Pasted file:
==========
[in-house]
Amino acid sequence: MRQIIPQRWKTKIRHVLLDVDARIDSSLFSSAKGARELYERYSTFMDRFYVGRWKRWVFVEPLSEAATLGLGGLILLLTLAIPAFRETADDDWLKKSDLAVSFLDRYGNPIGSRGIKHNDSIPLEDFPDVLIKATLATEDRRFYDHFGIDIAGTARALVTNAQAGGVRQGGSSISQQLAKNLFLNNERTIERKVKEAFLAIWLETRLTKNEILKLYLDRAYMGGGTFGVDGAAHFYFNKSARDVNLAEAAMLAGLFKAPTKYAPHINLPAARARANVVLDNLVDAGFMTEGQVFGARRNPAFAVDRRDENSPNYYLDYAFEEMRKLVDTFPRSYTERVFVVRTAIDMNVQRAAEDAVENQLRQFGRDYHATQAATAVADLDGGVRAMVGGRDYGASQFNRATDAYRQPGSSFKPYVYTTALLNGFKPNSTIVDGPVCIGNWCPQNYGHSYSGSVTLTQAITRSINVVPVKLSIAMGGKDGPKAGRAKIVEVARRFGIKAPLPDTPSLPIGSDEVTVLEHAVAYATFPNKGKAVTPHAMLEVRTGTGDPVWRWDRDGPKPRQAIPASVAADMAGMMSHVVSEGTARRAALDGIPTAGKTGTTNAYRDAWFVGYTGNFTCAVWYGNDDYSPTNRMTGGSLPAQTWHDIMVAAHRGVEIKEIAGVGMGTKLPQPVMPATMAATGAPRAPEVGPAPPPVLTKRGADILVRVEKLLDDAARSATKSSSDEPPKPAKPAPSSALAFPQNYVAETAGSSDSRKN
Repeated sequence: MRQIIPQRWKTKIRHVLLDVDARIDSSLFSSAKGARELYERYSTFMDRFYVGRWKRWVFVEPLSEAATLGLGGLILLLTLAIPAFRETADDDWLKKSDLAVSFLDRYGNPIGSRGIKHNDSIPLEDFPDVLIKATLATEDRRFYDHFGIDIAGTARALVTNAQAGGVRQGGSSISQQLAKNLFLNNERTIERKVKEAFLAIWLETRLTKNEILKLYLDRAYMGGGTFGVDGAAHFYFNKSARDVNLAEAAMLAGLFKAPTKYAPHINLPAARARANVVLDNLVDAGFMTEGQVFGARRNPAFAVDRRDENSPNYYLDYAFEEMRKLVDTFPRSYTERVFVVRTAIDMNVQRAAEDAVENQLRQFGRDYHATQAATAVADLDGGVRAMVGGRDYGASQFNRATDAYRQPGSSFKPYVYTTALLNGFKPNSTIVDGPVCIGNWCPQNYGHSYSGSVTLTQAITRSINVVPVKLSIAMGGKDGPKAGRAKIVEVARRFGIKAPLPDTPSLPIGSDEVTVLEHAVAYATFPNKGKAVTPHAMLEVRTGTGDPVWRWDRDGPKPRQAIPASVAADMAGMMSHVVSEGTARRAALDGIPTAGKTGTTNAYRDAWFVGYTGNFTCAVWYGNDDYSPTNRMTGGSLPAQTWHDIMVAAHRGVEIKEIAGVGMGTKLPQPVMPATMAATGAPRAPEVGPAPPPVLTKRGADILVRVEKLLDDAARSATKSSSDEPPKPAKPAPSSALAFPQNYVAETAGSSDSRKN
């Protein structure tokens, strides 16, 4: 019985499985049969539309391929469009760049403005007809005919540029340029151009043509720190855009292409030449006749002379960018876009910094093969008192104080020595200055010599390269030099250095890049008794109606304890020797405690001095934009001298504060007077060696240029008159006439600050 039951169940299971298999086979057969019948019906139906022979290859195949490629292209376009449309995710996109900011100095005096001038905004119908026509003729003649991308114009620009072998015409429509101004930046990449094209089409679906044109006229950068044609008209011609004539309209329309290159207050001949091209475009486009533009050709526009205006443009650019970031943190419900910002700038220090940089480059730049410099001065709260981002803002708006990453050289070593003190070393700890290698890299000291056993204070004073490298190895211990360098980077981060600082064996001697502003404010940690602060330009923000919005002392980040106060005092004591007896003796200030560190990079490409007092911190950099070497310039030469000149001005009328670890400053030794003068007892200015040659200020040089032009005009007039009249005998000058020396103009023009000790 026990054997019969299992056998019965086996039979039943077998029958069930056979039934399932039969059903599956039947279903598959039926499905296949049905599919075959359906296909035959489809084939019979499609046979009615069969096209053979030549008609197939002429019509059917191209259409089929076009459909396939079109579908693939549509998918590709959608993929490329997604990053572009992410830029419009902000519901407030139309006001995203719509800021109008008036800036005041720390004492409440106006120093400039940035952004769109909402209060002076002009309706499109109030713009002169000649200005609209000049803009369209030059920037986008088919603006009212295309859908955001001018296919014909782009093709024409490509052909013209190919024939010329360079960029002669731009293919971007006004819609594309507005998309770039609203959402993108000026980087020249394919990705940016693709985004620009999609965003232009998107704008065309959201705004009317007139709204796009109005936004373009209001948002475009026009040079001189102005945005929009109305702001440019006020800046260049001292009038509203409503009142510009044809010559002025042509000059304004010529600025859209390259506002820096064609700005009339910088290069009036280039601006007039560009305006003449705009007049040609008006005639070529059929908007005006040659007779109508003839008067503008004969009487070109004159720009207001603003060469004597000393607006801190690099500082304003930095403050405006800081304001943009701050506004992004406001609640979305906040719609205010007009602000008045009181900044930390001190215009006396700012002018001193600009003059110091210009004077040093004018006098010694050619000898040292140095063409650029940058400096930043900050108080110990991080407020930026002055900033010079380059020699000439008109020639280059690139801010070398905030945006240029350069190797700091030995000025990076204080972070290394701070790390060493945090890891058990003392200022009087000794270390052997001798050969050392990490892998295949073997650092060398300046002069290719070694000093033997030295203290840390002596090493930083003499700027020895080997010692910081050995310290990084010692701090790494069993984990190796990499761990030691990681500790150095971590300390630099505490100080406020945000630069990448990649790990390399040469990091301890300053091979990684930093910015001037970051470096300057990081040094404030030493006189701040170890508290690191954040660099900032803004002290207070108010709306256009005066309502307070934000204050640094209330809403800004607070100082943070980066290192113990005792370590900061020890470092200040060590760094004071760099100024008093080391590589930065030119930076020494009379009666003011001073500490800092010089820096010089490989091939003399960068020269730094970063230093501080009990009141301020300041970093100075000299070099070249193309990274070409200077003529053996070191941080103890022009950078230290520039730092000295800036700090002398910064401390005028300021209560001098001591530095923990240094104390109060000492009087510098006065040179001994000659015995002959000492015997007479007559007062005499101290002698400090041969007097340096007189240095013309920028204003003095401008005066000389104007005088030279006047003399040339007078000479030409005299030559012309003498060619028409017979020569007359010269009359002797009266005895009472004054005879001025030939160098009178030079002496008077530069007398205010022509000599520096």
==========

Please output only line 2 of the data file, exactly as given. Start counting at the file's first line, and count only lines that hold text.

Amino acid sequence: MRQIIPQRWKTKIRHVLLDVDARIDSSLFSSAKGARELYERYSTFMDRFYVGRWKRWVFVEPLSEAATLGLGGLILLLTLAIPAFRETADDDWLKKSDLAVSFLDRYGNPIGSRGIKHNDSIPLEDFPDVLIKATLATEDRRFYDHFGIDIAGTARALVTNAQAGGVRQGGSSISQQLAKNLFLNNERTIERKVKEAFLAIWLETRLTKNEILKLYLDRAYMGGGTFGVDGAAHFYFNKSARDVNLAEAAMLAGLFKAPTKYAPHINLPAARARANVVLDNLVDAGFMTEGQVFGARRNPAFAVDRRDENSPNYYLDYAFEEMRKLVDTFPRSYTERVFVVRTAIDMNVQRAAEDAVENQLRQFGRDYHATQAATAVADLDGGVRAMVGGRDYGASQFNRATDAYRQPGSSFKPYVYTTALLNGFKPNSTIVDGPVCIGNWCPQNYGHSYSGSVTLTQAITRSINVVPVKLSIAMGGKDGPKAGRAKIVEVARRFGIKAPLPDTPSLPIGSDEVTVLEHAVAYATFPNKGKAVTPHAMLEVRTGTGDPVWRWDRDGPKPRQAIPASVAADMAGMMSHVVSEGTARRAALDGIPTAGKTGTTNAYRDAWFVGYTGNFTCAVWYGNDDYSPTNRMTGGSLPAQTWHDIMVAAHRGVEIKEIAGVGMGTKLPQPVMPATMAATGAPRAPEVGPAPPPVLTKRGADILVRVEKLLDDAARSATKSSSDEPPKPAKPAPSSALAFPQNYVAETAGSSDSRKN